Collection of additional oil tariff ends

collection of additional oil tariff ends - Collection of additional oil tariff ends
covid19 oil - Collection of additional oil tariff ends
Pump prices have increased in the past seven weeks, reflecting the movement of prices in the global market. — REUTERS

By Adam J. Ang

THE collection of the additional oil import tariff to raise funds for the government’s pandemic response has ended with the lapse of the Bayanihan law, the oil bureau of the Department of Energy (DoE) said on Sunday.

According to Section 7 of the Executive Order No. 113, the temporary imposition of the said duty shall cease to take effect upon the expiration of the Republic Act No. 11469 or the Bayanihan to Heal As One Law, or when a trigger price is breached, whichever is earlier of the two. The law’s effectivity ended on June 25.

Tama, end na po as it is now (Right, the tax collection already ended),” Rino E. Abad, director of the DoE-Oil Industry Management Bureau (DoE-OIMB), said in a text message.

Oil companies only started to charge the additional 10% tax on imported crude oil and refined petroleum products to consumers a month after the executive order was signed on May 2. The higher duty raised pump prices by P1.50 to P1.60 per liter (L).

Recent data from the Department of Finance showed the government has generated P1.214 billion in revenues from the temporary tariff on imported oil, as well as value-added tax, from May to mid-June.

Additional revenue from liquified natural gas totaled P283.06 million, while naphtha reached P3,325.

Meanwhile, in preliminary data, the Bureau of Customs (BoC) reported a 72.5% decline in imported oil products to 437.89 million kilograms (kg) in May from 1.592 billion kg in the same month in 2019.

Earlier, the DoE estimated the government could expect to earn as much as P6.78 billion from the tariff hike by the end of 2020.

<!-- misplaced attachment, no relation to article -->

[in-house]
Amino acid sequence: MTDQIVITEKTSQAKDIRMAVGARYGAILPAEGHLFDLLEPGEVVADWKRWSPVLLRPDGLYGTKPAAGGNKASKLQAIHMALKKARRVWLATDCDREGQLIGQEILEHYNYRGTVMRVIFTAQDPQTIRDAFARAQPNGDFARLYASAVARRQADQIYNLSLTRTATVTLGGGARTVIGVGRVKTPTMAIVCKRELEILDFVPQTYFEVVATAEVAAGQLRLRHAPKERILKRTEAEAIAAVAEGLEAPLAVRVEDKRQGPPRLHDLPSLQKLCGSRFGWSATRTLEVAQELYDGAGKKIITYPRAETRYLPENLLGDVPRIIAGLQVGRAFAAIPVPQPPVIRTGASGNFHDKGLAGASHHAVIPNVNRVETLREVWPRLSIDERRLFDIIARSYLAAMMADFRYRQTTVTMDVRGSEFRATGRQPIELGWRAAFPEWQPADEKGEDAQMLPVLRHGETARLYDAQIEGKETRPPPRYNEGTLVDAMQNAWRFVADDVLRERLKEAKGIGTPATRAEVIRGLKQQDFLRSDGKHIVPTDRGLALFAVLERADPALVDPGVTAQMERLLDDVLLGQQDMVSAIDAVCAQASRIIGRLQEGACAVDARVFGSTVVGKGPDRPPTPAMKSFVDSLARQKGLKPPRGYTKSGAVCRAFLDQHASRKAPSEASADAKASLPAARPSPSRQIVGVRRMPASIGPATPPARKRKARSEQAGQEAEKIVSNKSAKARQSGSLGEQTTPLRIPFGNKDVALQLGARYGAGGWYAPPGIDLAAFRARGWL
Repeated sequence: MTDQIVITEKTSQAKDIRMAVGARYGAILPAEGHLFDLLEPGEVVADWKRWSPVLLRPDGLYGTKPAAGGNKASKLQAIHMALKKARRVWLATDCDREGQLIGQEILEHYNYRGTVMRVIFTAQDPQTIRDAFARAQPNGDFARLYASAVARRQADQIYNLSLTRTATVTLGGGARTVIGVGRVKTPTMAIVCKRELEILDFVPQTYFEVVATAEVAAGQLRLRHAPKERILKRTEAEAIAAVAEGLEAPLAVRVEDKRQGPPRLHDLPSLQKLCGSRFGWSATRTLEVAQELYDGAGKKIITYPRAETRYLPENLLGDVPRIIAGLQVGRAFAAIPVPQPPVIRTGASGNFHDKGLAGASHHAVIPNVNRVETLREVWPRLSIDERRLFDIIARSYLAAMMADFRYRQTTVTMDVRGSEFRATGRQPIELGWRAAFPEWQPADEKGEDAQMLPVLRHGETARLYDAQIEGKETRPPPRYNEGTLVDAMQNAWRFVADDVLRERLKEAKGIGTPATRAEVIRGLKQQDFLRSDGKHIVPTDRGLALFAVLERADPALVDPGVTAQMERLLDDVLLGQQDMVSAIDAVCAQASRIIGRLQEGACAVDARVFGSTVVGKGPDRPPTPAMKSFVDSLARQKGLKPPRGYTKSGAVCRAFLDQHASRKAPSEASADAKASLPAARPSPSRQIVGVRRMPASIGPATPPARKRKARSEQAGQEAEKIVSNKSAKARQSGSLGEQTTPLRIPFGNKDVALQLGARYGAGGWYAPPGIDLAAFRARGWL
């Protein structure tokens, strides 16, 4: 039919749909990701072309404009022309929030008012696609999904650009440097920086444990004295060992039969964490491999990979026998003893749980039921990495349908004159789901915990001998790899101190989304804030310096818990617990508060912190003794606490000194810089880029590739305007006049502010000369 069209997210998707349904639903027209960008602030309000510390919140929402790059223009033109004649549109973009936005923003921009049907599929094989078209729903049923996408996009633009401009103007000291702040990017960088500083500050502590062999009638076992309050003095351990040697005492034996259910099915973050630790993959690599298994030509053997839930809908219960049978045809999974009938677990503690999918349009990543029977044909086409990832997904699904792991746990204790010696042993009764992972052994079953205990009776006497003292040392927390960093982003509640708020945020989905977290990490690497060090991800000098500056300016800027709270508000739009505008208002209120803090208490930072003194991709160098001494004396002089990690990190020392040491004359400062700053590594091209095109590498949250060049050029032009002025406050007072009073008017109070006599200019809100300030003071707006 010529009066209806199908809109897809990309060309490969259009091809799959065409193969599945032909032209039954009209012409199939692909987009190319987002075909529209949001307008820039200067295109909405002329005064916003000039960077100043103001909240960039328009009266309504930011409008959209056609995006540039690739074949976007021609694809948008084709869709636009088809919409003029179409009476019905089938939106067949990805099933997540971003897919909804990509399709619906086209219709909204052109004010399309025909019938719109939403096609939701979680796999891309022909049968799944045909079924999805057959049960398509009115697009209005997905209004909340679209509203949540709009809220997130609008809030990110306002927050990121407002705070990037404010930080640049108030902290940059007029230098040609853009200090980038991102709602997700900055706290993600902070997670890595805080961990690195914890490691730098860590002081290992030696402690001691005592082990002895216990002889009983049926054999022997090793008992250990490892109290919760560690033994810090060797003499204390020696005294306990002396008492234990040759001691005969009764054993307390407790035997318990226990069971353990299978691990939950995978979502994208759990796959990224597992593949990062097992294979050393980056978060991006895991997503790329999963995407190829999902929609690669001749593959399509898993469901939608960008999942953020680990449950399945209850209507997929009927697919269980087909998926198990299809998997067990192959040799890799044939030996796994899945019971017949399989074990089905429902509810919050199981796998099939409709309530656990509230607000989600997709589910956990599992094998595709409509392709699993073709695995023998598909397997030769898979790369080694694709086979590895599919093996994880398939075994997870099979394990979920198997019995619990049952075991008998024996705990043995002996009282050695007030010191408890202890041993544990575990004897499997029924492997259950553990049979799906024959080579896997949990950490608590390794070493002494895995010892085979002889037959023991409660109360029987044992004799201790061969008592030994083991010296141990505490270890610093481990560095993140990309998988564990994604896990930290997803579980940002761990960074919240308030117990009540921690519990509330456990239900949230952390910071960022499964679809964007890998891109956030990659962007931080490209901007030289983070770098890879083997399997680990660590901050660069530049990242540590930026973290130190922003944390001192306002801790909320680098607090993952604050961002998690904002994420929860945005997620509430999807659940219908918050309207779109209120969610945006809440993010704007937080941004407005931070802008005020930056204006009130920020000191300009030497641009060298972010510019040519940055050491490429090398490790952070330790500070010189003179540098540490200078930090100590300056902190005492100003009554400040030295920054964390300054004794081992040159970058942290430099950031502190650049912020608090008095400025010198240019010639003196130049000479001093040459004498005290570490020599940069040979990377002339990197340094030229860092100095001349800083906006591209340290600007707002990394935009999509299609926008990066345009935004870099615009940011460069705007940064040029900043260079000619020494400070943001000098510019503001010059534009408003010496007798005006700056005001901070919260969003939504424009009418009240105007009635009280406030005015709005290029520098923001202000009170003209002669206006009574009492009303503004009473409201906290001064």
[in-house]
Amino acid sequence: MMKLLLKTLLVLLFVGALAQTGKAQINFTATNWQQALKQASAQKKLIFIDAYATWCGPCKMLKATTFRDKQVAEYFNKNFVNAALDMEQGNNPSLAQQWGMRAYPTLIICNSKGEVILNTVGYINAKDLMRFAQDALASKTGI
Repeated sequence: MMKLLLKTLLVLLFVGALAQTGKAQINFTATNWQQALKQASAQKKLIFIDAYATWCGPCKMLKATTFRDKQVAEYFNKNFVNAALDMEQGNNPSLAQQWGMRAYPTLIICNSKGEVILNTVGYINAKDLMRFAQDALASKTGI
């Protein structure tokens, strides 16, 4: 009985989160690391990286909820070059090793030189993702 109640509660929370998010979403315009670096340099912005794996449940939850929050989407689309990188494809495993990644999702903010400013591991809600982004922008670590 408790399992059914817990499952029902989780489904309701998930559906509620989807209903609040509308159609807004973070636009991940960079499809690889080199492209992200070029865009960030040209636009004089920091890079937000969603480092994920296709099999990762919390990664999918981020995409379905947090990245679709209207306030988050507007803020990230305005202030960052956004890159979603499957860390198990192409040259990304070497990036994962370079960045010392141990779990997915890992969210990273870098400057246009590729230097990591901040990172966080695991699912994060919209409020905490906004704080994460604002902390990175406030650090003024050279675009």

The order increasing the tax on imported oil was passed to “augment the government’s resources to sufficiently finance the programs and measures to mitigate the effects of the COVID-19 situation, and launch the country towards recovery and rehabilitation.”

The Bayanihan law, which was passed in March, declared a national public health emergency due to mounting number of cases of coronavirus disease 2019 (COVID-19) and gave emergency powers to President Rodrigo R. Duterte in order to manage the country’s response to the pandemic.

House Speaker Alan Peter S. Cayetano told reporters on Friday that Congress will be holding a special session to pass House Bill No. 6953 or the proposed Bayanihan to Recover as One Act, which seeks to extend the effectivity of the Bayanihan law.

“We will wait for any extension [of the law],” Mr. Abad said when asked if the collection of the additional import duty will likewise be extended.

Pump prices have increased in the past seven weeks, reflecting the movement of prices in the global market.

The uptick was primarily due to the rebalancing of supply and demand after oil-producing countries have cut output to resolve the supply glut.

Domestic oil companies have yet to report their fuel price adjustments for this week.

Last week, the DoE reported that since January, price rollbacks amounted to P5.67/liter for gasoline, P9.14/liter for diesel, and P13.39/liter for kerosene.

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